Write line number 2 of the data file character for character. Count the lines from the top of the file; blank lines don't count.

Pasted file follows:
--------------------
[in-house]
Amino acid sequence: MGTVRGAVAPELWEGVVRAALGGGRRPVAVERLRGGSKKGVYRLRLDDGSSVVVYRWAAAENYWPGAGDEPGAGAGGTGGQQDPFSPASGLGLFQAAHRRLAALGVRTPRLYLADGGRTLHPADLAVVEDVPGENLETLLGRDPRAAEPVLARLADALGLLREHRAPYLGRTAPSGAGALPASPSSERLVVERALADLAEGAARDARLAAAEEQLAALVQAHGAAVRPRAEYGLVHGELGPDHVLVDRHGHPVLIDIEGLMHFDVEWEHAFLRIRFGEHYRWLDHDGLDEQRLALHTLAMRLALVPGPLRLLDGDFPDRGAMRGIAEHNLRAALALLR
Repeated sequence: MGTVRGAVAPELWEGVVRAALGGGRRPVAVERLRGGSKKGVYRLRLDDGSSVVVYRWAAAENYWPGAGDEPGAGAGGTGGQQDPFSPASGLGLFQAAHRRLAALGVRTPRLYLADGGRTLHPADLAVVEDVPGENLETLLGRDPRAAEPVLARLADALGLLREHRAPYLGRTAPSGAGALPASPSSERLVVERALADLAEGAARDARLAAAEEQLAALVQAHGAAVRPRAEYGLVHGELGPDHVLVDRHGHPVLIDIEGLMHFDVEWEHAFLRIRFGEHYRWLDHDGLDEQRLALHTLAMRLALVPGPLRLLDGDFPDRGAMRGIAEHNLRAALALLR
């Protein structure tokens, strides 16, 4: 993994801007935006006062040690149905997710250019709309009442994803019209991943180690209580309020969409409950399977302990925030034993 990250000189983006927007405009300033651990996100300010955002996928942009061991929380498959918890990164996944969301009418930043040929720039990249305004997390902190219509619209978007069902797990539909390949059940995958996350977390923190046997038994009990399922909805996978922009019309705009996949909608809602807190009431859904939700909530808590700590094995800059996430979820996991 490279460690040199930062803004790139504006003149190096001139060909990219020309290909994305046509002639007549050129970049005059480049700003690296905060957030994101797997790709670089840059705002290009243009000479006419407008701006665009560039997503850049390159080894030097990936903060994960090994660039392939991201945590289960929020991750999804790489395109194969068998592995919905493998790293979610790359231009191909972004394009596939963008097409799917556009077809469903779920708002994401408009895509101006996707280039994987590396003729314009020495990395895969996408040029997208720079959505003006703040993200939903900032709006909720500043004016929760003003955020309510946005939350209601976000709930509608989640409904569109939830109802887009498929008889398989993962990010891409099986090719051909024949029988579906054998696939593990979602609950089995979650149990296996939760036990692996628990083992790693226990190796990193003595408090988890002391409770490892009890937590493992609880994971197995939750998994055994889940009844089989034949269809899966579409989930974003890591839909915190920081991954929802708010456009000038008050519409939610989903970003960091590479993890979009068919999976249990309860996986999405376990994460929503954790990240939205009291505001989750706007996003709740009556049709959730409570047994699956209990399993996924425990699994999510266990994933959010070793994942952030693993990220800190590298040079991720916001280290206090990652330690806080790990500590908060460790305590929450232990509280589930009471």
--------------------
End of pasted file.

Amino acid sequence: MGTVRGAVAPELWEGVVRAALGGGRRPVAVERLRGGSKKGVYRLRLDDGSSVVVYRWAAAENYWPGAGDEPGAGAGGTGGQQDPFSPASGLGLFQAAHRRLAALGVRTPRLYLADGGRTLHPADLAVVEDVPGENLETLLGRDPRAAEPVLARLADALGLLREHRAPYLGRTAPSGAGALPASPSSERLVVERALADLAEGAARDARLAAAEEQLAALVQAHGAAVRPRAEYGLVHGELGPDHVLVDRHGHPVLIDIEGLMHFDVEWEHAFLRIRFGEHYRWLDHDGLDEQRLALHTLAMRLALVPGPLRLLDGDFPDRGAMRGIAEHNLRAALALLR